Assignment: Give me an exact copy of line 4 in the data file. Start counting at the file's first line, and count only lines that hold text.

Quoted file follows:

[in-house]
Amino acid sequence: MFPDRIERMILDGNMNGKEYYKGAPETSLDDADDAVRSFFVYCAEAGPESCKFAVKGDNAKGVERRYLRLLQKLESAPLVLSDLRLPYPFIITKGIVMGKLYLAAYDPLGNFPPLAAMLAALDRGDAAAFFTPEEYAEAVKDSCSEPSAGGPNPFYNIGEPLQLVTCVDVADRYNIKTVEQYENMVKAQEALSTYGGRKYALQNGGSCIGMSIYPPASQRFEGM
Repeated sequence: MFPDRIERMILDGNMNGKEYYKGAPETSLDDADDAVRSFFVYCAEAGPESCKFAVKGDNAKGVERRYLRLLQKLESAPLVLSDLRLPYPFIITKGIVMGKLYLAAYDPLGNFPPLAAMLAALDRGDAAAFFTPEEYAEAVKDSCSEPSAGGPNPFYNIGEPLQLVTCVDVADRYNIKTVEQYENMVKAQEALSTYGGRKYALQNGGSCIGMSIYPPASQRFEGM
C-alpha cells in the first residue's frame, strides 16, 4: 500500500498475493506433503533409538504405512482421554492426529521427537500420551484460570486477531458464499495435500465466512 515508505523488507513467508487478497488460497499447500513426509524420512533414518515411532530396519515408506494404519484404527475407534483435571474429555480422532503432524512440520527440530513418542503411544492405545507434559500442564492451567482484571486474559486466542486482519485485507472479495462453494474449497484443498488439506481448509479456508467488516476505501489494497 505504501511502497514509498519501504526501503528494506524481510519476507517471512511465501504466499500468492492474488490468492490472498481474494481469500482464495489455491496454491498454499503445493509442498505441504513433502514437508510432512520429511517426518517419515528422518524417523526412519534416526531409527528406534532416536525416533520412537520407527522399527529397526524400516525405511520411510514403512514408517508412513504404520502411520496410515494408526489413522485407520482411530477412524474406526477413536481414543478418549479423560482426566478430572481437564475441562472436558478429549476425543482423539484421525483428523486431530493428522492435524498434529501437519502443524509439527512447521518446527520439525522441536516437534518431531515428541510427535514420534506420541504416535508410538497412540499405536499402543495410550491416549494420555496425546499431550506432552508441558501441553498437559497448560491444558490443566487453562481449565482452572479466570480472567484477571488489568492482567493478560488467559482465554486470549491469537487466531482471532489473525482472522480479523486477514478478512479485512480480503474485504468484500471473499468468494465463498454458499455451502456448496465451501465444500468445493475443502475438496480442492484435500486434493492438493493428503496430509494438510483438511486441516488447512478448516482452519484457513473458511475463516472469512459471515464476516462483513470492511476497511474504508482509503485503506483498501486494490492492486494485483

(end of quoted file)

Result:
C-alpha cells in the first residue's frame, strides 16, 4: 500500500498475493506433503533409538504405512482421554492426529521427537500420551484460570486477531458464499495435500465466512 515508505523488507513467508487478497488460497499447500513426509524420512533414518515411532530396519515408506494404519484404527475407534483435571474429555480422532503432524512440520527440530513418542503411544492405545507434559500442564492451567482484571486474559486466542486482519485485507472479495462453494474449497484443498488439506481448509479456508467488516476505501489494497 505504501511502497514509498519501504526501503528494506524481510519476507517471512511465501504466499500468492492474488490468492490472498481474494481469500482464495489455491496454491498454499503445493509442498505441504513433502514437508510432512520429511517426518517419515528422518524417523526412519534416526531409527528406534532416536525416533520412537520407527522399527529397526524400516525405511520411510514403512514408517508412513504404520502411520496410515494408526489413522485407520482411530477412524474406526477413536481414543478418549479423560482426566478430572481437564475441562472436558478429549476425543482423539484421525483428523486431530493428522492435524498434529501437519502443524509439527512447521518446527520439525522441536516437534518431531515428541510427535514420534506420541504416535508410538497412540499405536499402543495410550491416549494420555496425546499431550506432552508441558501441553498437559497448560491444558490443566487453562481449565482452572479466570480472567484477571488489568492482567493478560488467559482465554486470549491469537487466531482471532489473525482472522480479523486477514478478512479485512480480503474485504468484500471473499468468494465463498454458499455451502456448496465451501465444500468445493475443502475438496480442492484435500486434493492438493493428503496430509494438510483438511486441516488447512478448516482452519484457513473458511475463516472469512459471515464476516462483513470492511476497511474504508482509503485503506483498501486494490492492486494485483